I was ten-years-old when Berserk! was released in theaters, and I recall how disturbing I found the TV commercials and newspaper ads which prominently featured the image of a man about to have a stake driven through his head by a hammer. I was actually too afraid to see the movie at the time, but I wonder what I would have made of it. Then I had no preconceived notions about Joan Crawford to distract me from the story at hand.

Watching the film today, the plot, such as it is, really fades into the distance, and the entirety of my enjoyment is centered exclusively around Crawford and the Crawford mystique. Like a solar eclipse, Joan Crawford and all she has come to represent as a gay icon and camp godsend blots out everything else. Every aspect of Crawford and her life has been parodied and talked about for so long it's hard for me to even see her as a human being, much less a fictional character she plays pretty much as herself. As is the case with all of Crawford's late-career films, watching Berserk! is like being given a tour of a Joan Crawford tribute museum. And I honestly wouldn't have it any other way.
There are scenes infused with near-confessional references to her real-life failed romances and dedication to work over all else. Plus Crawford's outmoded acting style lent interest to scenes with younger performers.
Joan and Ty adopt a pose ripped from countless vintage movie posters
 (not to mention paperback romance novels)
And every one of Geeson's scenes with Crawford can't help but subliminally call to mind the epic Mommie Dearest:
"And what about your Christmas card list?"
"Because I'm not one of your FAAAANS!"
"You know Christina, flirting can be taken the wrong way...."

Perhaps a stronger film than Berserk! could surmount these distractions, but Berserk! has so little going for it that's really compelling, one can't help but welcome every self-referential, over-acted, self-serious moment the great Miss Joan Crawford provides. So, for fans of the best that camp has to offer...step right up!


BONUS MATERIAL
The original (spoiler-filled) Berserk! trailer that scared me as a kid.

Alfred Hitchcock Presents; "The Sorcerer's Apprentice" (1961) - Diana Dors stars in this circus-themed episode that was never aired because sponsors deemed it too gruesome.

Circus of Horrors (1960) - Although it lacks Joan Crawford (and that's quite a lack, indeed) this feature film release is similar (and in many ways superior) to Berserk!, but is not nearly as much fun.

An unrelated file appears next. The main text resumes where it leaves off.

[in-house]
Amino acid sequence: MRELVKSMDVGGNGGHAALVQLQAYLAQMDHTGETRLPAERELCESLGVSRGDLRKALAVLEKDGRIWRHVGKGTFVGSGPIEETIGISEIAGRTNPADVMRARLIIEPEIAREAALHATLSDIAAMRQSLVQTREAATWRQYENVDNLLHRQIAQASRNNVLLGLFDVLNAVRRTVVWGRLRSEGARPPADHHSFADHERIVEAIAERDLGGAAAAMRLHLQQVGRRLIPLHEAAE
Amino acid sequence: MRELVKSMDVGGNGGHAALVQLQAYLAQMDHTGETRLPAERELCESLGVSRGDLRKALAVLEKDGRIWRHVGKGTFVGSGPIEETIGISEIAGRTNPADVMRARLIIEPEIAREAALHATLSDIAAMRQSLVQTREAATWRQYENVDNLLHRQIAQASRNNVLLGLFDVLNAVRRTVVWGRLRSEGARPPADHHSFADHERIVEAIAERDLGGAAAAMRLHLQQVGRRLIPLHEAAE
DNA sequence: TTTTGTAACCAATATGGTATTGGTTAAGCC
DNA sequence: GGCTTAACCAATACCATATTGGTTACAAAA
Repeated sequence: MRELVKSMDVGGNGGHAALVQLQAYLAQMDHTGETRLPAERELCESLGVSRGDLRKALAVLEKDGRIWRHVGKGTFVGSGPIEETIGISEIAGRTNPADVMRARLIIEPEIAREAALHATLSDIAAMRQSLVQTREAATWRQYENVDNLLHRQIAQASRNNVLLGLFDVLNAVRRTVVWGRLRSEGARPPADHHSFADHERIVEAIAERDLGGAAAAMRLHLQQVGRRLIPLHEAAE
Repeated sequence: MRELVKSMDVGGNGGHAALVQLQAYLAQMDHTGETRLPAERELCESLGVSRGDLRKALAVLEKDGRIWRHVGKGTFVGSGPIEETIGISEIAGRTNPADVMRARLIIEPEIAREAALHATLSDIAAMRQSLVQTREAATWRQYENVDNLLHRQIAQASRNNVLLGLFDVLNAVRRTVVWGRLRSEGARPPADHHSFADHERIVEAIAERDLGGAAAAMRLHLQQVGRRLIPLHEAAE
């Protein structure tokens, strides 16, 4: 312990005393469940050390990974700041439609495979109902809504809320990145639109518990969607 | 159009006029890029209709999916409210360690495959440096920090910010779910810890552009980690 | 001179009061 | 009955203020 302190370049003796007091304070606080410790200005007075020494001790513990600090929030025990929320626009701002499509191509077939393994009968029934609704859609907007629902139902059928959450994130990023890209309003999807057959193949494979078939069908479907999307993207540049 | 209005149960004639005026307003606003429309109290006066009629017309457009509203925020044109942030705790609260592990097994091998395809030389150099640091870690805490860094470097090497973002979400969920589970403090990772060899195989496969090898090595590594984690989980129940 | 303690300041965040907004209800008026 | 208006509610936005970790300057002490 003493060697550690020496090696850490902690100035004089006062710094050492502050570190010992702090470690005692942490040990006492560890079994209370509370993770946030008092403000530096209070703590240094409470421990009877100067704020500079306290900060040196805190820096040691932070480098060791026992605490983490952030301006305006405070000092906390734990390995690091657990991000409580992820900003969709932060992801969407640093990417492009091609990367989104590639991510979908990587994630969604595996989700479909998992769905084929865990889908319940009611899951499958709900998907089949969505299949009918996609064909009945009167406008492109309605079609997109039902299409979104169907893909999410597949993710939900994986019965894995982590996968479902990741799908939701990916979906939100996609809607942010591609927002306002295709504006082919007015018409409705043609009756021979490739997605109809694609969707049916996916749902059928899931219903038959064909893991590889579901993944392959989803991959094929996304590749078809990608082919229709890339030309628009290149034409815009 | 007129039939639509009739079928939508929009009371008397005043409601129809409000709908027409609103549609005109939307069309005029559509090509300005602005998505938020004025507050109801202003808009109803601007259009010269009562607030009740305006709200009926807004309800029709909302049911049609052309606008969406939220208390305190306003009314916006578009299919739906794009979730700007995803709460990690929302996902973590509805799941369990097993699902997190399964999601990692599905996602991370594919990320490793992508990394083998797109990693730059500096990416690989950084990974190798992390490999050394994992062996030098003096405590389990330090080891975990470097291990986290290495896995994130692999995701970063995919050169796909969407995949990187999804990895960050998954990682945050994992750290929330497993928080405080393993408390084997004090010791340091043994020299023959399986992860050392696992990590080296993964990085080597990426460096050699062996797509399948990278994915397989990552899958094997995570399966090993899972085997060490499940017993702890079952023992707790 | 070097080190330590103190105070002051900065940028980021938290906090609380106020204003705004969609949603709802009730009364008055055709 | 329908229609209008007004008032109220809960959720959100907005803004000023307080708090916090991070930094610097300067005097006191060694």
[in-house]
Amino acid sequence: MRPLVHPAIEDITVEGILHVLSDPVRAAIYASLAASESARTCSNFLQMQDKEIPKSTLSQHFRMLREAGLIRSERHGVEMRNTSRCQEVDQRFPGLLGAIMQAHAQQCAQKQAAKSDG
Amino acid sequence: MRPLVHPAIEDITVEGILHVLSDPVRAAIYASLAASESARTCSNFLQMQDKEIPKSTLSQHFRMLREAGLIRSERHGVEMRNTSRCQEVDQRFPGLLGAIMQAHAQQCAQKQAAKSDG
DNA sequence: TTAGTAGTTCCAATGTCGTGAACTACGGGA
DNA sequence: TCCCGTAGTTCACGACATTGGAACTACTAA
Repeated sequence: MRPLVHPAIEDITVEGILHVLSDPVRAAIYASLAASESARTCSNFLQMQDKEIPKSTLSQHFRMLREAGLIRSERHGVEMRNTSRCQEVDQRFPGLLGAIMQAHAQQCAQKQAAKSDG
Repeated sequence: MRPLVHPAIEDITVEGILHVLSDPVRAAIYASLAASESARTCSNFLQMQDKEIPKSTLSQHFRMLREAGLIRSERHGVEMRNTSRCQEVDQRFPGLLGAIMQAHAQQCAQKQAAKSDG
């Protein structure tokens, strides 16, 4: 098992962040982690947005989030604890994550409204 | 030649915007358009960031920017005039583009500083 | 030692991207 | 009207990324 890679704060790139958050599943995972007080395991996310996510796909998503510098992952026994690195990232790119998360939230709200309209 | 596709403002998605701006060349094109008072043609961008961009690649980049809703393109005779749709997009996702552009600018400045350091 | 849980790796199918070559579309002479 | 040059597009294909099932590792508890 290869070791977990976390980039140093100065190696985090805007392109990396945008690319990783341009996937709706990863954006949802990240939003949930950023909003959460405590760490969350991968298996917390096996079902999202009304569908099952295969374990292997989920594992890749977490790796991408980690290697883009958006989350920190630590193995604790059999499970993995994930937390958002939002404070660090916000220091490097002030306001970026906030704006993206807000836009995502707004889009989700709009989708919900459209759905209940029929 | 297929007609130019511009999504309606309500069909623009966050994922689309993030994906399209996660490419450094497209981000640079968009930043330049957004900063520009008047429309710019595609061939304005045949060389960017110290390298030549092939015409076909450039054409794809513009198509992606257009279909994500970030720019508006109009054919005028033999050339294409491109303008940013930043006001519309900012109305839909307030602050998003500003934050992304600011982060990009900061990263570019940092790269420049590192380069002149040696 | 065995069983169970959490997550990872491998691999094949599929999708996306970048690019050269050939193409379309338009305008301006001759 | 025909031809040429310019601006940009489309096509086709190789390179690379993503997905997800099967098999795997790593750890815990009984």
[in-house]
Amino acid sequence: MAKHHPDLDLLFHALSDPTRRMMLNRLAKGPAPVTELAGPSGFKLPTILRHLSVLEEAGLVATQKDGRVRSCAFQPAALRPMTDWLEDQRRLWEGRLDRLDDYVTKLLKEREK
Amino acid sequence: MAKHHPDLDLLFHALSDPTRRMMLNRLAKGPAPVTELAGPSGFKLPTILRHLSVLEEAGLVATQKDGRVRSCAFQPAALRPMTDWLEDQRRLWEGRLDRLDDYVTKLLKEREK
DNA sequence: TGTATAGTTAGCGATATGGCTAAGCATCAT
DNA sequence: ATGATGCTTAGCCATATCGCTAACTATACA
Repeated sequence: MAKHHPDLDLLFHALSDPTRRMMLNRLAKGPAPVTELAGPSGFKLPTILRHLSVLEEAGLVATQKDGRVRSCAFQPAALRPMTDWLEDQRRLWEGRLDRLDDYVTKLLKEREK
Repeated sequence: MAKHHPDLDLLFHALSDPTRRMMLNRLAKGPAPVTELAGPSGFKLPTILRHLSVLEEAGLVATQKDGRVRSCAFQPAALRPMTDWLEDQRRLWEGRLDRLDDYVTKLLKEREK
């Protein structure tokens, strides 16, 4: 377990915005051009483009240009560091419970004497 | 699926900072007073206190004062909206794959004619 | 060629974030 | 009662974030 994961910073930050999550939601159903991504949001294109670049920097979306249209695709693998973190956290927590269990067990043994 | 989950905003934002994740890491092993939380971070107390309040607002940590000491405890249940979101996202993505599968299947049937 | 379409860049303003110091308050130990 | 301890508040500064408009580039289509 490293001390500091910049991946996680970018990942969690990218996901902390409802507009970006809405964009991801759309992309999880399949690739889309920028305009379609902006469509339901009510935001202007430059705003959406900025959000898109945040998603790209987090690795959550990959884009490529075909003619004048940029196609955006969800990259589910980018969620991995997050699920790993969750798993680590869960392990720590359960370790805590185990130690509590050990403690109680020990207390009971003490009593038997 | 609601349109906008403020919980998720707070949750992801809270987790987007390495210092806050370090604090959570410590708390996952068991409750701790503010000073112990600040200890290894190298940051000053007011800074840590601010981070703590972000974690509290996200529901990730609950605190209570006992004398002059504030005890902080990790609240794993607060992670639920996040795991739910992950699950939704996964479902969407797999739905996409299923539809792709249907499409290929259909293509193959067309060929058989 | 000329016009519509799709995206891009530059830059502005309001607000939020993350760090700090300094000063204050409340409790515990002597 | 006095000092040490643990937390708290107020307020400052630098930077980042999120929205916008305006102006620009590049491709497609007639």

George Claydon, who played Bruno the clown in Berserk! appeared as the
first Oompa Loompa on the left in 1971's Willy Wonka & the Chocolate Factory

Diana Dors was not only quite the bombshell in her youth, but in later years became one of television's most articulate, witty, and charming talk show guests. Here's a clip of a 1971 television interview.

Wikipedia biography of actor Ty Hardin referencing his 8 marriages and eventual descent into right-wing, nutjob, ultra-conservatism.

Given how much Joan Crawford favored the dramatic lighting which cast a shadow across her neck,  I suppose it's only fitting that on the day I took this photo of her star on Hollywood's Walk of Fame (in front of the Capitol Records building near Hollywood & Vine) I was unable to avoid this band of shadow falling across it. I can imagine Crawford in heaven telling God how to light her correctly. 

Copyright © Ken Anderson

54 comments:

  1. Ken,
    Just last week, I watched Johnny Guitar with my own Mommie.
    We howled with laughter over the hooty dialogue and the glowering performances by two of Hollywood's butch-est actors, Joan Crawford and Merecedes McCambridge.

    You gotta give credit for Joan as the first example of a star who constantly re-invented herself, paving the way for Cher and Madonna. But JC really fascinates when she hit her 50s. Her on-screen self seems to constantly reference her off-screen self. This is easy to say in hindsight, but it's pretty obvious it's no accident, especially when you watch latter day interviews with latter day JC, often over-the-top and/or tipsy.

    And yes, San Antonio-born Joan was known to slip from MGM English back to Texas twang when stressed or soused!

    Forgive me if I repeat myself, Ken, but I'm assuming you've seen the famous Night Gallery episode where Joan plays the richest bitch in the Big Apple who has everything but the gift of sight. One of Spielberg's first efforts, very stylish actually. And Grande Dame Joan goes from great lady tones to Texas alley cat when her eye operation goes awry. What's hilarious is her donor is Tom Bosley from Happy Days!

    And finally, ever read the infamous Redbook article that predicted Mommie Dearest? It's called "The Revolt of Joan Crawford's Daughter." Published in 1960...and no, the byline was not by Barbara "Please!" Bennett...but it has a number of creepy anecdotes that back up Christina's claims...

    This was a fun one, Ken!
    Is Trog on the horizon? ; )